Snapchat launches video camera sunglasses

Say cheese: ‘Spectacles’ use WiFi or Bluetooth to send short videos to your phone. © Snap Inc

‘I could see my own memory,’ says Snapchat’s founder of the first time he used his new product. ‘Spectacles’ could change how we share our experiences. But should we focus more on right now?

At a campaign event in Orlando, the woman hoping to become America’s first female president was standing on a box and waving. The crowd had its back to her.

Were they secret Donald Trump fans staging a public protest? Had someone even more exciting entered the room behind them? No. They were each taking a photograph of themselves with Hillary Clinton’s smiling face in the background. ‘Welcome to generation selfie,’ The Telegraph commented drily.

By the time the new president is sworn in next year, the crowds will have another option: ‘Spectacles’. Snapchat — which recently changed its name to Snap Inc — has announced its first foray into the hardware business. Its colourful new sunglasses have built-in cameras in the corner of each lens, which flash as they record 10-second videos. These are wirelessly sent to your smartphone, ready to be shared with the world.

In an interview with The Wall Street Journal, Snap’s founder Evan Spiegel recalled the first time he used Spectacles. ‘We were walking through the woods, looking up at the beautiful trees. And when I got the footage back I could see my own memory, through my own eyes — it was unbelievable. It’s one thing to see images of an experience you had, but it’s another thing to have an experience of the experience.’

They will cost about £100, and will go on sale later this year. But Spiegel refers to them as a ‘toy’ rather than a revolutionary new technology. ‘It’s about us figuring out if it fits into people’s lives and seeing how they like it.’

If his past record is anything to go by, the answer will be ‘a lot’: more than 60% of American 13-34-year-olds use Snapchat. Users send over one billion snaps a day, and watch 10 billion videos.

Then again, there is a warning from Google Glass. The company’s ‘faceputers’ inserted notifications and other information into the user’s vision — but they were very unpopular, and Google stopped making them last year.

In the now

Good riddance, say some. The problem with social media is that it makes us think of experiences as ‘material’ to be relived later. Whether we are at a concert or eating a nice meal or meeting a presidential candidate, we are always one step removed from reality. Sharing what we see through these ‘Spectacles’ will only make these feelings of dissociation worse.

Don’t be such a downer, respond others. Spectacles look fun! And anyone who uses Snapchat knows that it is about living in the moment. Its messages are ephemeral, meaning there is no pressure to be perfect. Instead, its focus is on expressing yourself right now. Spectacles are just an extension of that philosophy — and a great way to bring people closer together.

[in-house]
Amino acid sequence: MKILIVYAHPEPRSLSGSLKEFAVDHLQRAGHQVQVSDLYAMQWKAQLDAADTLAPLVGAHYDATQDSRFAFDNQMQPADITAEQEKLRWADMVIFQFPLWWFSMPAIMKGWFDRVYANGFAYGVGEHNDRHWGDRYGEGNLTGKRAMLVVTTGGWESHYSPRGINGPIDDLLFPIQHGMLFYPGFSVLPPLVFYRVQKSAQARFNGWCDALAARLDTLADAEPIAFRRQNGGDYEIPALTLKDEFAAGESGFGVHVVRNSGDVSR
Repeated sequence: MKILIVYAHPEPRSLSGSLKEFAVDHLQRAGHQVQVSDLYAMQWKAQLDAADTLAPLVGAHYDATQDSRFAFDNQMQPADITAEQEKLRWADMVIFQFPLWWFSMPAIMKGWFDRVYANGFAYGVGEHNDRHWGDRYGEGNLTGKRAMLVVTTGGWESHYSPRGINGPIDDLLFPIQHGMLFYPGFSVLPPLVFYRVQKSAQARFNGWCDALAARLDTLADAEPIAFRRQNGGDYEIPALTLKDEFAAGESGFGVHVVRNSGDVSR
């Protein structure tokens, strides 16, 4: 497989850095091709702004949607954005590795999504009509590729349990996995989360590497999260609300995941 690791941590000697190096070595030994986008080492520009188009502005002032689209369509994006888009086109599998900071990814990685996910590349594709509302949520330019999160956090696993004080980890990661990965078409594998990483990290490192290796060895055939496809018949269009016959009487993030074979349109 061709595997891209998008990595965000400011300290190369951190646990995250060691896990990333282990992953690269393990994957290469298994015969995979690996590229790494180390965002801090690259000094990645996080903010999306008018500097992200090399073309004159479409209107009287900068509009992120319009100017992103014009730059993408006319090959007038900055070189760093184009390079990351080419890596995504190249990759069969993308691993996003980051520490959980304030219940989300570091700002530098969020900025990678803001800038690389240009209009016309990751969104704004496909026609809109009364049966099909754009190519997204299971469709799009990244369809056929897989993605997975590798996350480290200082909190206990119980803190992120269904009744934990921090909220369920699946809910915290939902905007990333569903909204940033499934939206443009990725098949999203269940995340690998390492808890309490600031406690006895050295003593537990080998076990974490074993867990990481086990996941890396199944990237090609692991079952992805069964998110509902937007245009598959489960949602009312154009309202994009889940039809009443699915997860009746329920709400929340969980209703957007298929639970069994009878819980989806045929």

You Decide

  1. Would you enjoy using Spectacles?
  2. Is the pressure of social media distracting people from their real life?


  1. Write a list of three pros and three cons for Snap’s Spectacles. Think about issues like privacy and price.
  2. Spend a few days capturing first-person videos of your daily life, and then edit them together into a one-minute vlog. Share them with the class and discuss. How do you feel having watched moments from each other’s lives? (Remember not to film other people without their permission.)

Some People Say...

“Social media is extremely antisocial.”

What do you think?

Q & A

Why do people love Snapchat so much?
The temporary nature of its messages makes it different from other social media apps. In the words of Kim Kardashian West: ‘On Snapchat you can be so open and share whatever you want… There’s something so freeing about not feeling judged, shamed or bullied by not having any comments or likes. You’re free to be you!’
Will Spectacles be popular?
They are cheaper, easier to use, and less dorky than Google Glass. But they could face the same privacy concerns, as they allow the wearer to discreetly film their surroundings. (Although a flashing light has been installed to combat this problem.) Users might also find it irritating to have to charge their sunglasses every day. But Spiegel insists that they are there for ‘fun’, not as a totally serious product.

Word Watch

If software is the apps and programs you use, hardware is the thing you use it on: your phone, laptop, or Apple Watch. Or sunglasses.
The cameras have a wide lens with a 115 degree angle. They record circular video, which is closer to human sight than rectangular images. (Spiegel dismisses rectangles as a hangover from the days of print.)
Evan Spiegel
The Stanford University dropout created Snapchat when he was just 22. He daringly rejected a $3 billion offer for his company from Facebook; it is now worth $20 billion. He is engaged to the supermodel Miranda Kerr.
According to The Wall Street Journal.
Google Glass
The ‘augmented reality’ glasses were launched in 2013 for $1,500 each. They were strongly criticised for privacy and legal reasons, as they allowed people to discreetly film others without their permission. Google says the project is not dead, although the glasses are not currently on sale.
Something which only exists for a short amount of time. In Snapchat’s case, photographs and videos delete themselves once they have been viewed.

PDF Download

Please click on "Print view" at the top of the page to see a print friendly version of the article.